Call Us Today! 770-728-9976

Blog

Signs of Sickness In Snakes

August 01, 2019

Snakes may not be as popular as dogs and cats, but they can make great pets for the right person. They aren’t as charismatic as other animals, however, so it’s important for first-time snake owners to do some research. One thing that is crucial is being able to spot signs of sickness. A Covington, GA vet lists some common ones below.

Trouble Shedding

When your snake sheds, he should lose his old skin in one piece. If you find pieces of snakeskin in the cage, or see old skin sticking to your reptilian friend, he may be ill.

Discharge

Healthy snakes should have clear eyes and dry noses. If you see discharge from your pet’s eyes, nose, or mouth, you may have a sick snake. Discharge that looks like cottage cheese is a definite red flag.

Swelling/Inflammation

Another thing to look for is discoloration or inflammation. This is often seen around the gums and mouth. However, discoloration or swelling of any part of the body can be a warning sign.

Scale Condition

Your snake’s scales should be smooth and shiny. Scabs, sores, lesions, swelling, and bumps are all signs of trouble.

Mouth Breathing

Your reptilian pal should breathe quietly through his nostrils. Wheezing, gasping, and/or mouth breathing are also indicative of illness in snakes.

Weight Loss

Weight loss is a warning sign with many animals, and snakes are no exception. If you can easily feel your pet’s bones, you may have a sick serpent.

Lethargy

Healthy snakes are active and alert. Your scaled friend should respond to sounds and smells, and may put his tongue out frequently. (This is how snakes collect information about their surroundings.) If he’s just hanging out listlessly and not moving much, he could be sick.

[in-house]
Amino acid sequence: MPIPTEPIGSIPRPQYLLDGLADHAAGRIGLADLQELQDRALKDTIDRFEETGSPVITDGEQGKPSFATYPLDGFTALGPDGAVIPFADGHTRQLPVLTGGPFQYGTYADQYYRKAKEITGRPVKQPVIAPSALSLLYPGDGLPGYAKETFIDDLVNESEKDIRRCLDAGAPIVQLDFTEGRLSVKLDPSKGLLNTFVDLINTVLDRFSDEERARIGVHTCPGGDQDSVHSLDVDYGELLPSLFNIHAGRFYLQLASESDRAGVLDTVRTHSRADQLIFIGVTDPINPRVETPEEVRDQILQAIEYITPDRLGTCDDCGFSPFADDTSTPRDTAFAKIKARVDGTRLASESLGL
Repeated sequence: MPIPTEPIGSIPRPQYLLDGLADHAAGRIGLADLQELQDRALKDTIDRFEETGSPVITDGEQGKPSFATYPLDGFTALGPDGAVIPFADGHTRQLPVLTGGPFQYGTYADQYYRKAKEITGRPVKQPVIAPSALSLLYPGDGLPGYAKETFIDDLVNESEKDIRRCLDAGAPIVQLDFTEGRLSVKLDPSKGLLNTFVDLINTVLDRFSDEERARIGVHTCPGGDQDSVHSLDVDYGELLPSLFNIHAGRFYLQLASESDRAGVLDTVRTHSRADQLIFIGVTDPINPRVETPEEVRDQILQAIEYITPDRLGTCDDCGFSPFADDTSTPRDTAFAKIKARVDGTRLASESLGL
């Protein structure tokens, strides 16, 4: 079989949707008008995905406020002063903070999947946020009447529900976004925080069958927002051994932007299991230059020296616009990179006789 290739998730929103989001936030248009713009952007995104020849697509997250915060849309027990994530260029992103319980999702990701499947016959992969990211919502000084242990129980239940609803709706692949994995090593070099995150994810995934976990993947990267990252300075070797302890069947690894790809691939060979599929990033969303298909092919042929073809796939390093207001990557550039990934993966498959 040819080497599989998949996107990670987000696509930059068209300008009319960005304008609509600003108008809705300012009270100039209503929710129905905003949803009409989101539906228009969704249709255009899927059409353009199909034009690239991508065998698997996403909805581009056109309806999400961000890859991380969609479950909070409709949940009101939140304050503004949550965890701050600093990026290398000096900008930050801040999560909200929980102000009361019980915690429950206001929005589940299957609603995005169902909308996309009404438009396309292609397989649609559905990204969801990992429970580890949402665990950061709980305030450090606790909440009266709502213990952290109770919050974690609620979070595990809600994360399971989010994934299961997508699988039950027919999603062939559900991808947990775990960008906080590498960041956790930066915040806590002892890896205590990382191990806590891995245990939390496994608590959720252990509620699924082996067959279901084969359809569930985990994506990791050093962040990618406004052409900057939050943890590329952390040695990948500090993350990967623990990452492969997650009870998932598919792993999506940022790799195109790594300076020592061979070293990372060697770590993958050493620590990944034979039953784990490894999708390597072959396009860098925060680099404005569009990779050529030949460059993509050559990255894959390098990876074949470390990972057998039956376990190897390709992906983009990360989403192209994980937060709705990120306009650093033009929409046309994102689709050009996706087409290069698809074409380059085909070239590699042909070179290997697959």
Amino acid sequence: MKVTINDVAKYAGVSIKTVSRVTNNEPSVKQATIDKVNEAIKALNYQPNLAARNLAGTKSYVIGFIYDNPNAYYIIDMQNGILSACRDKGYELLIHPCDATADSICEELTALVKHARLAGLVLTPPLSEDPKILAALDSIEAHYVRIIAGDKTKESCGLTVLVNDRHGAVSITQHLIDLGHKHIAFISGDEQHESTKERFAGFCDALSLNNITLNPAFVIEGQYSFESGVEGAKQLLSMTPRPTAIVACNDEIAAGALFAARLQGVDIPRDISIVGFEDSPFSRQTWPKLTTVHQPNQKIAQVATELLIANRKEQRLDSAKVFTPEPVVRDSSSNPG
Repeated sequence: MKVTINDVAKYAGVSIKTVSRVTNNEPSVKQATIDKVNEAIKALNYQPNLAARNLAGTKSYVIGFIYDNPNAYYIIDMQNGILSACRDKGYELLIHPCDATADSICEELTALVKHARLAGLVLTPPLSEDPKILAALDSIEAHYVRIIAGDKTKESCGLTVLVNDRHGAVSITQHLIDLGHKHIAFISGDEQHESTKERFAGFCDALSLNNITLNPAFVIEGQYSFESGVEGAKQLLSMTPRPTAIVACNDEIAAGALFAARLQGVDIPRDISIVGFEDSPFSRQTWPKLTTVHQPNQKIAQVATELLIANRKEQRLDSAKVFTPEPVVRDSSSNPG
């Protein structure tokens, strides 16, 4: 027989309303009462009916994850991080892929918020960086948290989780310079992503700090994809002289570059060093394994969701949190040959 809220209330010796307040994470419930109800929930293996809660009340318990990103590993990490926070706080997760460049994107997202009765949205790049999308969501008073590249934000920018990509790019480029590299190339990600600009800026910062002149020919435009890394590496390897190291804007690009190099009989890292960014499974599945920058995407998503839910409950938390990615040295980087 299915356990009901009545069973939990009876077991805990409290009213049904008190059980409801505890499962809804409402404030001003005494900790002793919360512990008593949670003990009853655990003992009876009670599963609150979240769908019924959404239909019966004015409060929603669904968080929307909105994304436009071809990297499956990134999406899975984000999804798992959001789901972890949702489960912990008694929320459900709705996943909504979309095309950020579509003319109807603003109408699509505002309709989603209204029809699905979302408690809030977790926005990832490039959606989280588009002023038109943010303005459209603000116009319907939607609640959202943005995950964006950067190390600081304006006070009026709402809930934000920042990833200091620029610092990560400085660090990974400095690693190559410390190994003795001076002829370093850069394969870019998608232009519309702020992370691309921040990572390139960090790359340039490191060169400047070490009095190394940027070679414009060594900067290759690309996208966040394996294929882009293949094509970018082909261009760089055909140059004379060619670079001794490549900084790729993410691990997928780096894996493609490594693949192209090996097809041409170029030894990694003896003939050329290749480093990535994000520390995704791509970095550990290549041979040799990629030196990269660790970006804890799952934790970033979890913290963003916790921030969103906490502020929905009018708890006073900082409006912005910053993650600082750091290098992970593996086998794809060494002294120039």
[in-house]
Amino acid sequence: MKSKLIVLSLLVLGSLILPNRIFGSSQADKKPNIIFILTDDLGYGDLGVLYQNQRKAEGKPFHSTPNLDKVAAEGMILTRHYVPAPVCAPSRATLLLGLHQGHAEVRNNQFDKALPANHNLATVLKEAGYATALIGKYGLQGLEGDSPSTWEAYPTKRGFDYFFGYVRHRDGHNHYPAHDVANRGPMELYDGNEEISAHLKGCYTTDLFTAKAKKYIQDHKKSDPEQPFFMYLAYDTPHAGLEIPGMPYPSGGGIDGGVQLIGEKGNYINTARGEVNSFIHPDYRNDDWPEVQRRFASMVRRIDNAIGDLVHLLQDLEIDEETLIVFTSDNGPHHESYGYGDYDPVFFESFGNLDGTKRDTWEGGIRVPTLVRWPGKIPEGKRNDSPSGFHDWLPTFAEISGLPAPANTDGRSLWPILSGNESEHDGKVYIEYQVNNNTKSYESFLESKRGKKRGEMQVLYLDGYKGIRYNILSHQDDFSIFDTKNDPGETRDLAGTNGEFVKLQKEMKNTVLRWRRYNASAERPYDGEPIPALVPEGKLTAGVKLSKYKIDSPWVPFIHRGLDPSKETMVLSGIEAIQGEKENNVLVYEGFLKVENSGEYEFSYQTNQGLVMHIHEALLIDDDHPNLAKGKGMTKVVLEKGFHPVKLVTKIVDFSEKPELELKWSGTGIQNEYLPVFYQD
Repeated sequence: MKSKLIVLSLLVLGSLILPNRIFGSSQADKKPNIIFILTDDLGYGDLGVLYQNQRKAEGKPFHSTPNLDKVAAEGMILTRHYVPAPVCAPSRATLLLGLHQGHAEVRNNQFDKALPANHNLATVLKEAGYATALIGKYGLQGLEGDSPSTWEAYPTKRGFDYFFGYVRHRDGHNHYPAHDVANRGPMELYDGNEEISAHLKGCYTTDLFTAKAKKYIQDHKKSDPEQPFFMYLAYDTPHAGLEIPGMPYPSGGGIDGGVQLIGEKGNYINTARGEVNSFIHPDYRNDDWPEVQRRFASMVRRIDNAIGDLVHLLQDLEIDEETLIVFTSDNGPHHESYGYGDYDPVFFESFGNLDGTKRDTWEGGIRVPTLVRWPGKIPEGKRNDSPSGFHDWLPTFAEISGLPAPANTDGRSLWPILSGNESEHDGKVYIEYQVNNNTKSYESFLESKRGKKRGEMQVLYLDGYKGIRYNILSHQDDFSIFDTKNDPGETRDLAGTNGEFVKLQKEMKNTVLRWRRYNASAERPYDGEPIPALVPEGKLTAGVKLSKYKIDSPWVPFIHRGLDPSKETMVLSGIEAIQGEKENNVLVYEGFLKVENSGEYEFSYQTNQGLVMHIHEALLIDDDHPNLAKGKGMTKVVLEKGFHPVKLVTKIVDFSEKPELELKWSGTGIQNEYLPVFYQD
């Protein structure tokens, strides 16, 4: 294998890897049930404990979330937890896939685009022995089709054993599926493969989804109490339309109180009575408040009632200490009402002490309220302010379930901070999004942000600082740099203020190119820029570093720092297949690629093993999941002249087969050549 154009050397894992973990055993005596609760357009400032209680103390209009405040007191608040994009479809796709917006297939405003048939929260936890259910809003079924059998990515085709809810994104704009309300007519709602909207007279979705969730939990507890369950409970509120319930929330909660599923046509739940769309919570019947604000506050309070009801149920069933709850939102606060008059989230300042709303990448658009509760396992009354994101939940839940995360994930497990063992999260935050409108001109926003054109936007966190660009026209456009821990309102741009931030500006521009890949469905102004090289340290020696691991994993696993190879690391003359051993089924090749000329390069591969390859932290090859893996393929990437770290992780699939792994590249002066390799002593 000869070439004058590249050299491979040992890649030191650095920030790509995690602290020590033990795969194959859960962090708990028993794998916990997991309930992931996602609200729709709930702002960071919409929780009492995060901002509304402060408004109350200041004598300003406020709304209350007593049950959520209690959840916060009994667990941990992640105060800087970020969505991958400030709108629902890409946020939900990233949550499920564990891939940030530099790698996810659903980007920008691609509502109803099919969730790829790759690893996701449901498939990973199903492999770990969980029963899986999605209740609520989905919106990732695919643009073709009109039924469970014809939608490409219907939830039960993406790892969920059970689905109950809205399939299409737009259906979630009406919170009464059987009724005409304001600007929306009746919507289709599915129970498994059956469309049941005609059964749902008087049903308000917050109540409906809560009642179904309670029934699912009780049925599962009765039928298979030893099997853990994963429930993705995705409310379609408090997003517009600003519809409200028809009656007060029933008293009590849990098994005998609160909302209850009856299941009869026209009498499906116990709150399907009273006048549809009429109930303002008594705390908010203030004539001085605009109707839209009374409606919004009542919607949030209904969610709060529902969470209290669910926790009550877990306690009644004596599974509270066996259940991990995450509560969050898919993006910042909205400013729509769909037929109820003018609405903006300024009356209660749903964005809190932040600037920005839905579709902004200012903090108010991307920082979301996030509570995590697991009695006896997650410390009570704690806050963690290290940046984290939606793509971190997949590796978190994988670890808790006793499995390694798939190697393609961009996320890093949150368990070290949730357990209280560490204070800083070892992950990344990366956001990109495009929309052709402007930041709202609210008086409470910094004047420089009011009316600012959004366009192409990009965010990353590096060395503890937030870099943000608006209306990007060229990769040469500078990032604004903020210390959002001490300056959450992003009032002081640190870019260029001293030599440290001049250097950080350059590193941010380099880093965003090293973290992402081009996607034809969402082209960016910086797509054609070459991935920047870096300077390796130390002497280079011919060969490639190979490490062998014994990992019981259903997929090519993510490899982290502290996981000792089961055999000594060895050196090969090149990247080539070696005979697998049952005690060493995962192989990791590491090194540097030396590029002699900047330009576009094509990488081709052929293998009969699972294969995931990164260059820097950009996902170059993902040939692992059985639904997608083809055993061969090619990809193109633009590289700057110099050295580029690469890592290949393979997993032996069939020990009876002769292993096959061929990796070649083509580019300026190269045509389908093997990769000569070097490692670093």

Stargazing

Stargazing in snakes is not as whimsical as it sounds. This term is used to describe strange postures snakes sometimes adopt when they are ill. A sick snake may sit with his neck or head in a stiff position, as though he is looking up.

Reduced Appetite

If your scaled buddy is due for a meal, but ignores the food you put in his cage, he could be ill. (Note: there is an exception to this. Snakes sometimes go off their food before shedding.)

Please contact us, your Covington, GA vet clinic, with any questions or concerns about snake care. We’re here to help!


5274 GA Hwy 20 S
Covington, GA 30016
t: 770-728-9976
f: 770-728-9974

Opening Hours:
Monday: 8am – 5pm
Tuesday: 8am – 5:30pm
Wednesday: CLOSED
Thursday: 8am – 7pm
Friday: 8am – 5:30pm
Saturday: 8am- 12pm
(Closed 2nd Sat. each month)

Shop Online Now!

Appointment
Request a Refill
Our Reviews

Appointment
Request a Refill
Our Reviews